More and more people understand that climate change has a serious impact on human rights. And while political measures to protect the climate are slow, citizens take their governments or polluting companies to court to speed things up and hold them accountable. We spoke with German Green MEP Hannah Neumann about the concept of climate justice, the prospects of climate litigation in the EU, and what Greens in the European Parliament can do to push for change.
Green European Journal: The number of climate-related litigations against the policies of EU governments is growing. What have they shown us so far?
Hannah Neumann: The climate emergency is making life and even survival hard for increasing numbers of people around the globe. Yet political decisions on effective counter-measures remain painfully slow. This is one of the reasons why increasingly people turn to the courts rather than governments to claim their rights.
In Europe, the most important ruling was the case of the State of the Netherlands vs. Urgenda Foundation, in which a Dutch NGO filed a lawsuit against the government to urge it to reduce greenhouse gas emissions. The importance of this case for future climate change litigation cannot be overstated. The Supreme Court in the Netherlands set out precise benchmarks for the Dutch government in its ruling. What’s more, the court held the government responsible for not taking sufficient measures to prevent climate change.
From a human rights perspective, the court found a link between the reduction of emissions and the right to life, as well as the right to respect for private and family life. The case’s success shows that climate litigation is a powerful tool to bridge slow political progress.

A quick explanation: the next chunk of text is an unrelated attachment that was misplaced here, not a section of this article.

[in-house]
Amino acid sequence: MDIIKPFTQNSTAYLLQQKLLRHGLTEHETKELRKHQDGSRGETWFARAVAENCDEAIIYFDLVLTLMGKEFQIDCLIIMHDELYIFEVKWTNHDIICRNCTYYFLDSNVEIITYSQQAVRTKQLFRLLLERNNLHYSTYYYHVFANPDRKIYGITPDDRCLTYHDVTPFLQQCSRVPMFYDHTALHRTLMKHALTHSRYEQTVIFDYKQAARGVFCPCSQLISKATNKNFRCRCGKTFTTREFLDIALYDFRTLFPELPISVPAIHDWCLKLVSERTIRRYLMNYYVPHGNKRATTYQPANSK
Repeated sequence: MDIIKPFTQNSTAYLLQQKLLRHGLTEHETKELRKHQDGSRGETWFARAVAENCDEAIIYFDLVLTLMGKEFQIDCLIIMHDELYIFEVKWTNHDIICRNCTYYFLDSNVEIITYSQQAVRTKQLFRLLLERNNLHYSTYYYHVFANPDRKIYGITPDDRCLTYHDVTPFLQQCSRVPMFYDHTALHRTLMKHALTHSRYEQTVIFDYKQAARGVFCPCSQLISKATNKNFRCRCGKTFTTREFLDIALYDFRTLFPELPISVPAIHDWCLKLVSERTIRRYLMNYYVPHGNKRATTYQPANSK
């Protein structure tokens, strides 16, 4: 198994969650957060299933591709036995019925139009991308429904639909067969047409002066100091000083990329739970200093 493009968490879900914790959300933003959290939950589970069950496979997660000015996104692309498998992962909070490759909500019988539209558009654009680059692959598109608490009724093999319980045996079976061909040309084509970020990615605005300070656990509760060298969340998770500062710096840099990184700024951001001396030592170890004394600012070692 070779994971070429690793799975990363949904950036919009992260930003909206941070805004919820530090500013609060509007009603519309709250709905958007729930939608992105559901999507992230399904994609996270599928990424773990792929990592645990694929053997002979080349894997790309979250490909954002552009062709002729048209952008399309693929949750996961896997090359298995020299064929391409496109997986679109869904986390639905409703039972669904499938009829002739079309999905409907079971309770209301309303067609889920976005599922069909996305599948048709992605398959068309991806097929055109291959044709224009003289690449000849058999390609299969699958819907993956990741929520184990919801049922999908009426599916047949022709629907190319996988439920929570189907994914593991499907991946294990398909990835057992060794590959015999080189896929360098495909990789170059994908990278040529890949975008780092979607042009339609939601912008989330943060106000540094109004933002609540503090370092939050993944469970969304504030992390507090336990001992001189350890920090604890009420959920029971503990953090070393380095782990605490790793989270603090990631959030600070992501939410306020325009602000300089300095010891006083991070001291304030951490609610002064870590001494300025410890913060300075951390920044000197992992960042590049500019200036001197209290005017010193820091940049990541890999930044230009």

How can you make sure that states comply?
States’ compliance with human rights obligations is a major challenge in the international human rights regime. The best-drafted texts with strong human rights clauses can still be ignored. We see this phenomenon in the context of the European Court of Human Rights, where some countries repeatedly fail to implement judgments. Having a regime that facilitates access to legal remedies for victims is key and so is providing robust built-in mechanisms that allow for the implementation of judgments and sanctions if necessary. Put differently, the price for non-compliance must be high enough for companies and states to comply.
What is the experience so far in cases against the fossil fuel industry? Are the legal and reputational risks to these companies high enough?
We have known for years that burning fossil fuels is not a sustainable practice, and that it is responsible for a large percentage of emissions. However, the vast financial resources that multinationals possess allow them to fight off any potential damage to their business or reputation. ExxonMobil, one of the world’s biggest oil and gas companies, has known for decades about the devastating effects of human-caused climate change but chose to conceal this information, thereby not only denying our right to accurate information but also misleading its investors.